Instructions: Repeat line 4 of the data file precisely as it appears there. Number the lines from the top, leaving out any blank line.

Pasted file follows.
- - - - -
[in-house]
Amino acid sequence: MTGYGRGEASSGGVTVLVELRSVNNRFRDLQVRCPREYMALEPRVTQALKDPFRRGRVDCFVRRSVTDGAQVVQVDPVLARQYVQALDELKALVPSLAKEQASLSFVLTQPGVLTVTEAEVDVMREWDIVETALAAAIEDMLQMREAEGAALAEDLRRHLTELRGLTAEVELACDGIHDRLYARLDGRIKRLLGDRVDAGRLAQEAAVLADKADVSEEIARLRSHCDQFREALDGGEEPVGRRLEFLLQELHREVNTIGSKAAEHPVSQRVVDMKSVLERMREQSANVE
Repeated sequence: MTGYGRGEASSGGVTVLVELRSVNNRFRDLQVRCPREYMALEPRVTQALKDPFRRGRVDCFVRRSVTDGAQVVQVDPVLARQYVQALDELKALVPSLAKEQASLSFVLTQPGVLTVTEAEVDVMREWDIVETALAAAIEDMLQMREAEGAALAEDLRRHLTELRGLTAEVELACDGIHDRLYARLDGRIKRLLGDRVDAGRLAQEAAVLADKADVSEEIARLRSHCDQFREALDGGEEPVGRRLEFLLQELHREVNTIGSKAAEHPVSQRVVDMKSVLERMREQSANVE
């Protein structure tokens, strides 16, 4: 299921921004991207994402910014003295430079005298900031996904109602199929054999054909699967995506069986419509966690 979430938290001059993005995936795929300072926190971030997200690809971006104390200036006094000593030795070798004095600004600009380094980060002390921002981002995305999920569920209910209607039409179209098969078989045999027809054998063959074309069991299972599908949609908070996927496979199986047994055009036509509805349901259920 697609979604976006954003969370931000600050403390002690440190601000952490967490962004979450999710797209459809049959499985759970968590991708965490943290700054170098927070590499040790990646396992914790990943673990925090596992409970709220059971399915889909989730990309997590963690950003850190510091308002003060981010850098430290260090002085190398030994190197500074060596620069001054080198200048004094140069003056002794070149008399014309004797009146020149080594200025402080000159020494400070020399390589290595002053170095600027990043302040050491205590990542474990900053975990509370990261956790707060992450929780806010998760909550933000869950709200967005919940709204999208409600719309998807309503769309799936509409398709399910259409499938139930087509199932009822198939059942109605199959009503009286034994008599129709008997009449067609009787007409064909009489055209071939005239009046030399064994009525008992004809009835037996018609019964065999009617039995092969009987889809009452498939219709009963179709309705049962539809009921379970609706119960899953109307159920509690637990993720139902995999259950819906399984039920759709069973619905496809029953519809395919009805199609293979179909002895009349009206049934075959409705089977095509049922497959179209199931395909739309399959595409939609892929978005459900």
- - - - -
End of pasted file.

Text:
């Protein structure tokens, strides 16, 4: 299921921004991207994402910014003295430079005298900031996904109602199929054999054909699967995506069986419509966690 979430938290001059993005995936795929300072926190971030997200690809971006104390200036006094000593030795070798004095600004600009380094980060002390921002981002995305999920569920209910209607039409179209098969078989045999027809054998063959074309069991299972599908949609908070996927496979199986047994055009036509509805349901259920 697609979604976006954003969370931000600050403390002690440190601000952490967490962004979450999710797209459809049959499985759970968590991708965490943290700054170098927070590499040790990646396992914790990943673990925090596992409970709220059971399915889909989730990309997590963690950003850190510091308002003060981010850098430290260090002085190398030994190197500074060596620069001054080198200048004094140069003056002794070149008399014309004797009146020149080594200025402080000159020494400070020399390589290595002053170095600027990043302040050491205590990542474990900053975990509370990261956790707060992450929780806010998760909550933000869950709200967005919940709204999208409600719309998807309503769309799936509409398709399910259409499938139930087509199932009822198939059942109605199959009503009286034994008599129709008997009449067609009787007409064909009489055209071939005239009046030399064994009525008992004809009835037996018609019964065999009617039995092969009987889809009452498939219709009963179709309705049962539809009921379970609706119960899953109307159920509690637990993720139902995999259950819906399984039920759709069973619905496809029953519809395919009805199609293979179909002895009349009206049934075959409705089977095509049922497959179209199931395909739309399959595409939609892929978005459900």